Riley's Ghost by John David Anderson - BLOG TOUR

I'm not afraid of ghosts.... I don't believe in ghosts... I'm not afraid of ghosts...

Okay, I'm lying ... a little.

I don't believe in ghosts, but the IDEA of ghosts always freaks me right out. I'm a fully grown adult, and I'll admit I couldn't read this book right before bed. In spite of a hearty case of pandemic foggy brain, I had trouble putting this book down (as long as I didn't try to read it in the dark).

I'm so excited to share this newest book by John David Anderson with you!

Here's a little blurb about the book itself, and then we'll dive into some of my thoughts.

ABOUT THE BOOK (from the publisher)

From the author of Posted comes a ghost story pulled from the darkest shadows of middle school—and a tale of one girl’s attempt to survive them.

Riley Flynn is alone.

It feels like she’s been on her own since sixth grade, when her best friend, Emily, ditched her for the cool girls. Girls who don’t like Riley. Girls who, on this particular day, decide to lock her in the science closet after hours, after everyone else has gone home.

When Riley is finally able to escape, however, she finds that her horror story is only just beginning. All the school doors are locked, the windows won’t budge, the phones are dead, and the lights aren’t working. Through halls lit only by the narrow beam of her flashlight, Riley roams the building, seeking a way out, an answer, an explanation. And as she does, she starts to suspect she isn’t alone after all.

While she’s always liked a good scary story, Riley knows there is no such thing as ghosts. But what else could explain the things happening in the school, the haunting force that seems to lurk in every shadow, around every corner? As she tries to find answers, she starts reliving moments that brought her to this night.

My Thoughts:

The promotional material for Riley's Ghost talks about the ghostly chill factor. But anyone who has been in middle school knows that kids that age are endlessly looking for ways to laugh and groan over marginally off-color things, right? The beginning of this novel definitely grabbed my funny bone before it darted off into the spooky shadows.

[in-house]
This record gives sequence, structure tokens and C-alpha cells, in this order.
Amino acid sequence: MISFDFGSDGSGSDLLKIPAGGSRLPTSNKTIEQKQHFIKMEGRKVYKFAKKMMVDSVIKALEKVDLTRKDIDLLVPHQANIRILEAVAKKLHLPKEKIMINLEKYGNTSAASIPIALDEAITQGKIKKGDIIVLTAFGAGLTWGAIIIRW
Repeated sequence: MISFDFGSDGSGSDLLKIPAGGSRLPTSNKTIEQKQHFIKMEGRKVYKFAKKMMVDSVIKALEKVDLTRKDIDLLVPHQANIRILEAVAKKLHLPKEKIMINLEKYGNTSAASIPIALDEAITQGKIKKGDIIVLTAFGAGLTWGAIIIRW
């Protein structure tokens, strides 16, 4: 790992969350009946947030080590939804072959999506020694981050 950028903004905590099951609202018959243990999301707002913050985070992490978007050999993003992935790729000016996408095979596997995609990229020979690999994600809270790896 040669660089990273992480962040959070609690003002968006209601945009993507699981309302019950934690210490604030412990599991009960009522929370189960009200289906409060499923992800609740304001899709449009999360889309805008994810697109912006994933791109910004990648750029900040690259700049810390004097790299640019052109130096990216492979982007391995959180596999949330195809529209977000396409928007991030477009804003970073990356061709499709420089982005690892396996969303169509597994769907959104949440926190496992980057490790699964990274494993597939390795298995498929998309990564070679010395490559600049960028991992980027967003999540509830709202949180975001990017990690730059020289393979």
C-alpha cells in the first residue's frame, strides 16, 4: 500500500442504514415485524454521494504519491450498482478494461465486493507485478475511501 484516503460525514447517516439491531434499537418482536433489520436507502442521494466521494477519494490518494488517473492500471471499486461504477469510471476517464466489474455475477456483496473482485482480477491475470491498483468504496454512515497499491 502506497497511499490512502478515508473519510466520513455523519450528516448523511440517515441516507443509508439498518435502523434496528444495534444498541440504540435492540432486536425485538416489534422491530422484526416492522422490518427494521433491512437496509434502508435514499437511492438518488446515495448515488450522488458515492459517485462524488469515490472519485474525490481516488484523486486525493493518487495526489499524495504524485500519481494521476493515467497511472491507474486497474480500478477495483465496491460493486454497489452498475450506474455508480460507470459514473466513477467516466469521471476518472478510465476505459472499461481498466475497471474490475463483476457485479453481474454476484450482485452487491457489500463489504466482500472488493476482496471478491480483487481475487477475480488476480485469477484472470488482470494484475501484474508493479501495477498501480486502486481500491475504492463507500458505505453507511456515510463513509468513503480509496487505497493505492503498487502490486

Once we get into the meat of the tale, we dive right into other facets of life that are true for middle school kids -- struggles over friendship, independence, and wrangling powerful emotions. Anderson deftly weaves the storyline of Riley's challenges with those of the haunts she encounters that night. I found myself tempted to peek ahead in the book for reassurance as I developed a deepening connection with Riley and the ghosts of the past.

I can't wait to share this book with the literacy classes at my school!

Favorite Quotes:

"sometimes things slip out no matter how tightly you hold them."

"Ghost stories are all about loss. About getting left behind. Which is pretty scary if you think about it."

"Ghost stories are usually about making amends"

Who will like this book?

Kids who like scary (but not TOO scary) stories. This one has a nice, slow burn. As the quotes above show, sometimes ghost scary is deeper than a horror jump scare.

Kids who are struggling with fitting in or having challenging friendships. Especially those who have struggled with managing their own big emotions related to these challenges.


John David Anderson is the author of many highly acclaimed books for kids, including the New York Times Notable Book Ms. Bixby’s Last Day, Posted, Granted, One Last Shot, and Stowaway. A dedicated root beer connoisseur and chocolate fiend, he lives with his wonderful wife, two frawesome kids, and clumsy cat, Smudge, in Indianapolis, Indiana. You can visit him online at

Check out other books by John David Anderson that I've posted about on my blog -- yes, this is how much I enjoy everything he's written! 

Disclaimer: I received free access from the publisher to a digital copy of this book in exchange for my honest thoughts about the novel.

Tour Stops
January 10 Nerdy Book Club @Nerdy Book Club
January 12 A Nerdy Bibliophile in Wanderlust @bethshaum
January 13 Teachers Who Read @teachers_read
January 14 A Library Mama @alibrarymama
January 15 Maria's Mélange @mariaselke
January 18 Lit Coach Lou @litcoachlou


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